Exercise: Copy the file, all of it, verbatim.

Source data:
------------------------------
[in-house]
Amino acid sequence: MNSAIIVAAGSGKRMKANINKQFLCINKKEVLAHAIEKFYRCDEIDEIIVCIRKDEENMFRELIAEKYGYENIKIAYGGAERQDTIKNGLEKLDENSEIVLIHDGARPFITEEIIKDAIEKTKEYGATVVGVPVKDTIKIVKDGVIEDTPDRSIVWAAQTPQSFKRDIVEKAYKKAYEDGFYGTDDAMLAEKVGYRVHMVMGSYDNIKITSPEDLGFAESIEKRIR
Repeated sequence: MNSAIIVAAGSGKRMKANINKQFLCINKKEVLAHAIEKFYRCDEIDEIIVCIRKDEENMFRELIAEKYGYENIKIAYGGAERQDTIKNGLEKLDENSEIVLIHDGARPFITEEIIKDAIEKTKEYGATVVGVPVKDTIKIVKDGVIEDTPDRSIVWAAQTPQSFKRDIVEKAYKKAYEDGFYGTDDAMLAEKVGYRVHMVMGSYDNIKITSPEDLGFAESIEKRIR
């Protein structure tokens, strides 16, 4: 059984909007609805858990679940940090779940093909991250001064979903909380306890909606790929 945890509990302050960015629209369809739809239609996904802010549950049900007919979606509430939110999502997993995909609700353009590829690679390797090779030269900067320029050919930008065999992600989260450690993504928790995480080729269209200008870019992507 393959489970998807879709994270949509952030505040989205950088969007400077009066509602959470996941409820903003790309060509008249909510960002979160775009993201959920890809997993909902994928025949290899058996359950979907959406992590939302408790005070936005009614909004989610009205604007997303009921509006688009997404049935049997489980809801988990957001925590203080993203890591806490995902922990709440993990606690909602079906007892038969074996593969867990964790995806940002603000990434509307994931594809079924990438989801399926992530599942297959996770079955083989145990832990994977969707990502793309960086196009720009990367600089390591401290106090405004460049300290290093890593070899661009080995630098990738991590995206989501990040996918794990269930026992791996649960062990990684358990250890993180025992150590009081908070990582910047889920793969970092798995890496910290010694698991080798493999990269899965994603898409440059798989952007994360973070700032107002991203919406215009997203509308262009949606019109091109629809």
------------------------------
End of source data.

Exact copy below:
[in-house]
Amino acid sequence: MNSAIIVAAGSGKRMKANINKQFLCINKKEVLAHAIEKFYRCDEIDEIIVCIRKDEENMFRELIAEKYGYENIKIAYGGAERQDTIKNGLEKLDENSEIVLIHDGARPFITEEIIKDAIEKTKEYGATVVGVPVKDTIKIVKDGVIEDTPDRSIVWAAQTPQSFKRDIVEKAYKKAYEDGFYGTDDAMLAEKVGYRVHMVMGSYDNIKITSPEDLGFAESIEKRIR
Repeated sequence: MNSAIIVAAGSGKRMKANINKQFLCINKKEVLAHAIEKFYRCDEIDEIIVCIRKDEENMFRELIAEKYGYENIKIAYGGAERQDTIKNGLEKLDENSEIVLIHDGARPFITEEIIKDAIEKTKEYGATVVGVPVKDTIKIVKDGVIEDTPDRSIVWAAQTPQSFKRDIVEKAYKKAYEDGFYGTDDAMLAEKVGYRVHMVMGSYDNIKITSPEDLGFAESIEKRIR
């Protein structure tokens, strides 16, 4: 059984909007609805858990679940940090779940093909991250001064979903909380306890909606790929 945890509990302050960015629209369809739809239609996904802010549950049900007919979606509430939110999502997993995909609700353009590829690679390797090779030269900067320029050919930008065999992600989260450690993504928790995480080729269209200008870019992507 393959489970998807879709994270949509952030505040989205950088969007400077009066509602959470996941409820903003790309060509008249909510960002979160775009993201959920890809997993909902994928025949290899058996359950979907959406992590939302408790005070936005009614909004989610009205604007997303009921509006688009997404049935049997489980809801988990957001925590203080993203890591806490995902922990709440993990606690909602079906007892038969074996593969867990964790995806940002603000990434509307994931594809079924990438989801399926992530599942297959996770079955083989145990832990994977969707990502793309960086196009720009990367600089390591401290106090405004460049300290290093890593070899661009080995630098990738991590995206989501990040996918794990269930026992791996649960062990990684358990250890993180025992150590009081908070990582910047889920793969970092798995890496910290010694698991080798493999990269899965994603898409440059798989952007994360973070700032107002991203919406215009997203509308262009949606019109091109629809």